Last month, the World Values Survey, a yearly poll by the Public Religion Research Institute, found that 76 per cent of Republicans believe “the values of Islam are at odds with American values and way of life”. Fifty-six per cent of Americans overall agreed, including 43 per cent of Democrats.

These attitudes did not occur in a vacuum. Anti-Muslim organisations since the 9/11 attacks have raised hundreds of millions of dollars and had an outsized influence on public and political debates around Islam and Muslims, according to research by Christopher Bail, a sociologist at Duke University and author of Terrified: How Anti-Muslim Fringe Organisations Became Mainstream.

State-level politicians in the south found Islam to be a useful wedge issue, and 32 states proposed bills to ban the phantom threat of Sharia.

Opposition to the construction of mosques increased by more than 800 per cent, Mr Bail found.

Anti-Muslim rhetoric at a national level has risen sharply in particular during election cycles, even more than after terrorist attacks in the US committed by Muslims.

“Election cycles produced a spike of almost 14 points among Republicans, whereas the Boston bombings didn’t change views at all,” said Dalia Mogahed, the director of research at the Institute for Social Policy and Understanding, at an event last month. “What it means is that a lot of anti-Muslim sentiment is not simply the organic and regrettable result of Muslims doing bad things, it’s actually manufactured for political reasons.”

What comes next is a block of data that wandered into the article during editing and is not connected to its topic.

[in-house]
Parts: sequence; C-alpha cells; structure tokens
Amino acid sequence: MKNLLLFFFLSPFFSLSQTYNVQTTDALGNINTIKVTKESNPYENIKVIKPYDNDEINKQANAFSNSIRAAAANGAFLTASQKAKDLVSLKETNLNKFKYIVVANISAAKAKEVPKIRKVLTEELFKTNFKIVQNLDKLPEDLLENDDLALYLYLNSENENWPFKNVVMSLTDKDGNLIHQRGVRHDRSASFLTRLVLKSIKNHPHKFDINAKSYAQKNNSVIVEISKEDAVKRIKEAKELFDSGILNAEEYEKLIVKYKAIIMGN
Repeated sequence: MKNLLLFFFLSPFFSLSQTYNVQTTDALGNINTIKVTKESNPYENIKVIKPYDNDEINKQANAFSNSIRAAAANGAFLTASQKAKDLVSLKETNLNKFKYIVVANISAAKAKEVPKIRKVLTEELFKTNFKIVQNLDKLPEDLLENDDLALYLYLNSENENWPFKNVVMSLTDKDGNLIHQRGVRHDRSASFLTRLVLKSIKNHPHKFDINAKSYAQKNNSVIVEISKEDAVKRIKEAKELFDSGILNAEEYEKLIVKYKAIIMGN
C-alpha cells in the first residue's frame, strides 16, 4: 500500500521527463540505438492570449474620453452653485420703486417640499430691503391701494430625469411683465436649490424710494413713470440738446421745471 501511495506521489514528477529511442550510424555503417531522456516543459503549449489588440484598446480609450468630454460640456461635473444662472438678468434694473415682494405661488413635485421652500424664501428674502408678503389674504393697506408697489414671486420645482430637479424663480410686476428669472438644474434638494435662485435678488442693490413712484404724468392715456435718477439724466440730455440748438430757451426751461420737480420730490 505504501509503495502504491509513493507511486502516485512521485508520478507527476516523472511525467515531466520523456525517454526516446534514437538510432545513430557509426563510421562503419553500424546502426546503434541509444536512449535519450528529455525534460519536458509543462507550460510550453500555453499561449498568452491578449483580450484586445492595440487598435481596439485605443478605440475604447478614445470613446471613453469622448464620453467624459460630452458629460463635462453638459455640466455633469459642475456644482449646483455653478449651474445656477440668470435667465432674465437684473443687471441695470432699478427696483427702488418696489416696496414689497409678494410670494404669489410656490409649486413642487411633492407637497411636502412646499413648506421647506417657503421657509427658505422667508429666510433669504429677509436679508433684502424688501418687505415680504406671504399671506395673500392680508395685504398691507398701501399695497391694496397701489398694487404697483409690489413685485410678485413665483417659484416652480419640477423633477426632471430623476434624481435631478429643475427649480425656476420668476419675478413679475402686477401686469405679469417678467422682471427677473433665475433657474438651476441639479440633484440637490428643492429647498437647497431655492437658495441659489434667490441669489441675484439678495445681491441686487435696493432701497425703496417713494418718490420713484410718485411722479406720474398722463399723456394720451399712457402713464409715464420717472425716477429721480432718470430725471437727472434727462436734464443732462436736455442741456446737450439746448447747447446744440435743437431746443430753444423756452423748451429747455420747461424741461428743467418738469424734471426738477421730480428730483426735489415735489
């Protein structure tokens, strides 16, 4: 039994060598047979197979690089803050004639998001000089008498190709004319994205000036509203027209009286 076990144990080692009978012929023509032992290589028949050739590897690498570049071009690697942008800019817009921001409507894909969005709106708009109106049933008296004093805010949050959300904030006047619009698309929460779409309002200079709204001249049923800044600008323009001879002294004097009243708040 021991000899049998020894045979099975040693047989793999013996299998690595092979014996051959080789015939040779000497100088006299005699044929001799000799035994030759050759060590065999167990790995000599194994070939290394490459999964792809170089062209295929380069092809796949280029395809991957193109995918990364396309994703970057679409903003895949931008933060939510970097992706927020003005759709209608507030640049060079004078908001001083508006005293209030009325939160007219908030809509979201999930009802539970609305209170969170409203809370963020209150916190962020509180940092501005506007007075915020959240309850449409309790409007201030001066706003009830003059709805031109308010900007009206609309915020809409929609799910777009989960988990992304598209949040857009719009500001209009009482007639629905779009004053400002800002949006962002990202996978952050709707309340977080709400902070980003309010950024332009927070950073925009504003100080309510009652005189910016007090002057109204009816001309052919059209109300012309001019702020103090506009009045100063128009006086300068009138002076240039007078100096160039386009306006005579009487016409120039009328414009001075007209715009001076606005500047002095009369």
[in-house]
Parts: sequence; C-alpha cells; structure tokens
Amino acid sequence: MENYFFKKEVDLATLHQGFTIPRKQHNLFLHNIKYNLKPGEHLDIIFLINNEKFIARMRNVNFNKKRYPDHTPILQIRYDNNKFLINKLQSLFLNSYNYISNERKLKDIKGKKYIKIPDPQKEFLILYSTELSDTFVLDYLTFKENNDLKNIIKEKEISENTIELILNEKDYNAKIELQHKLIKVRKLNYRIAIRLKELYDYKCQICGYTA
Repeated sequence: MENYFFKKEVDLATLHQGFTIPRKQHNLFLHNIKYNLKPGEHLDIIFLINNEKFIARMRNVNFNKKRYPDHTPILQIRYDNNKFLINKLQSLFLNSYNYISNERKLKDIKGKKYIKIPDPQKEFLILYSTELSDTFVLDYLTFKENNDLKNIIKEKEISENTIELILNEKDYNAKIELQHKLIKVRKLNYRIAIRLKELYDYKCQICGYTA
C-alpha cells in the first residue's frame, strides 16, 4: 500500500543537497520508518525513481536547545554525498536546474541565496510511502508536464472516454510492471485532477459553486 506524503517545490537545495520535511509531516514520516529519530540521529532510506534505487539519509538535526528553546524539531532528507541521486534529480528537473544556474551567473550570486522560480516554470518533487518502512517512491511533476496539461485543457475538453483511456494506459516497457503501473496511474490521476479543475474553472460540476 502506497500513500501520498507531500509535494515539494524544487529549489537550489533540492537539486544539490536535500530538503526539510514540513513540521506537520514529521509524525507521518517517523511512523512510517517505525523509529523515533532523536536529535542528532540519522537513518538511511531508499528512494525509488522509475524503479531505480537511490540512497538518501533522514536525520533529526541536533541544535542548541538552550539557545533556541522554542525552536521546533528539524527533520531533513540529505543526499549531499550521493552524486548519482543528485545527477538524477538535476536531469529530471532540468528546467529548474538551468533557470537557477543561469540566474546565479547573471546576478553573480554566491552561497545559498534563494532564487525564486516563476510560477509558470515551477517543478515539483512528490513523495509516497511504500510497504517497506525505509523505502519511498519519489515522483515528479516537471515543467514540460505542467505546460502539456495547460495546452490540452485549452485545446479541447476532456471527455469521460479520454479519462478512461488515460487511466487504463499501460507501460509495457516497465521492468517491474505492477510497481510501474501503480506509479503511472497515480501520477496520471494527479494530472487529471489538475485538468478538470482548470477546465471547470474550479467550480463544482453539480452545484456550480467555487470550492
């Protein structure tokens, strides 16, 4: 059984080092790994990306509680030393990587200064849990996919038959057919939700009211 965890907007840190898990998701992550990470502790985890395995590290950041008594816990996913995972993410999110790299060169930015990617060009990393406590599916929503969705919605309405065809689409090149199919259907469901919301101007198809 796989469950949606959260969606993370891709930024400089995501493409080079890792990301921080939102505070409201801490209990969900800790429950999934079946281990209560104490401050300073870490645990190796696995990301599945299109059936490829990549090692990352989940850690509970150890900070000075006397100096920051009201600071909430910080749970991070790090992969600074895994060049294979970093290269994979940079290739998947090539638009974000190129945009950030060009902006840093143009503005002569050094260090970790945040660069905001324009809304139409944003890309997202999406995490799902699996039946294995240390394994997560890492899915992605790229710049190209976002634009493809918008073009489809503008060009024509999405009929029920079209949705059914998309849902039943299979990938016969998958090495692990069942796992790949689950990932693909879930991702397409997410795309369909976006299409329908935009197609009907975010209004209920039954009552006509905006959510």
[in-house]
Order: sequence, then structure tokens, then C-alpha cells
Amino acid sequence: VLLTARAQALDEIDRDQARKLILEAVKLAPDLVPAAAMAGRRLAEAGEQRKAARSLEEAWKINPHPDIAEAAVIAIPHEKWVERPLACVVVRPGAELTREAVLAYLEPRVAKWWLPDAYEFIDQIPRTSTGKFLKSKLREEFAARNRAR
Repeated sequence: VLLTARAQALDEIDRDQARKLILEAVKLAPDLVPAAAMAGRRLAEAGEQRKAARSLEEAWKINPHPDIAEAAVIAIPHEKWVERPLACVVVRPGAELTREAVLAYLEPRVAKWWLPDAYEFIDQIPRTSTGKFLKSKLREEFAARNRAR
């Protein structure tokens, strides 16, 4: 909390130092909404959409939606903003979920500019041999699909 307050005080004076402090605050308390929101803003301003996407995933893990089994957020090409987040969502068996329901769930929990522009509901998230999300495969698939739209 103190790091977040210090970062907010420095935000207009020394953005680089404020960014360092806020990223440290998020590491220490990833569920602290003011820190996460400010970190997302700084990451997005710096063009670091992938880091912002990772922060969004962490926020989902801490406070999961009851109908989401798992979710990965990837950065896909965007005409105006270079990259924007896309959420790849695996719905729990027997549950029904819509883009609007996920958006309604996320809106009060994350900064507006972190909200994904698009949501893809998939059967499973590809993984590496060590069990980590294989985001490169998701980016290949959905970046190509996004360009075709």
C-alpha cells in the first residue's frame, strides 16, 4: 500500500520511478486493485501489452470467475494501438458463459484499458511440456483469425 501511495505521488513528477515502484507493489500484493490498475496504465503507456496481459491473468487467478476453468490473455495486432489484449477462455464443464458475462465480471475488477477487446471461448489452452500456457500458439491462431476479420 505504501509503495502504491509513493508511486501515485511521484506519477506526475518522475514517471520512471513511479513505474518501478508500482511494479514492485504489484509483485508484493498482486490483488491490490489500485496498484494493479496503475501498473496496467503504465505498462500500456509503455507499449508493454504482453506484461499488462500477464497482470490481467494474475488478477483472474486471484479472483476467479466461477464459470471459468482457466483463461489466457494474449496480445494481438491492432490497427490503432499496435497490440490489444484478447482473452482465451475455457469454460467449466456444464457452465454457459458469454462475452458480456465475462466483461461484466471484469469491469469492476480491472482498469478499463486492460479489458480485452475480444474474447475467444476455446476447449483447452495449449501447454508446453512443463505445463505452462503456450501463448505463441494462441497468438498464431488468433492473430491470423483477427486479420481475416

But ISIL’s strategy of seeking to alienate Muslims living in the West by increasing hatred against them through deft and savage propaganda and terrorist attacks, has combined with the historical trends to produce an unprecedented backlash in the US, activists say.

“The data changes after ISIL becomes a staple of our nightly news,” Ms Mogahed said, adding that “it is feeding us almost pornographic violence almost on a nightly basis – it’s almost doing the propaganda for Islamophobes”.

“Now we have both ISIL and an election year and it’s a very scary time where more than ever we need to step back and have rational conversations injected with facts not fear,” Ms Mogahed said.

American Muslims across the country have reported an increase in assaults, insults, vandalism and threats since the Paris attacks, a trend likely to grow after the shooting rampage by ISIL supporters in California.

“We were increasing our security, updating our system, spending thousands of dollars adding more cameras, motion sensors and so on in the parking lot and in the building itself,” said Zia Sheikh, imam of the Irving Islamic Centre near Dallas, Texas. The centre was the site of armed men protesting against Sharia last month. “The reason for that are these increased hostile sentiments that we are feeling,” Mr Sheikh said.

While Mr Trump’s policy ideas are unlikely to be implemented even if he is elected, in the medium term the popularity of his rhetoric is pulling the range of acceptable political speech sharply rightward.

“That will be the lasting effect,” said Riham Osman, communications coordinator at the Muslim Public Affairs Council in Washington.

tkhan@thenational.ae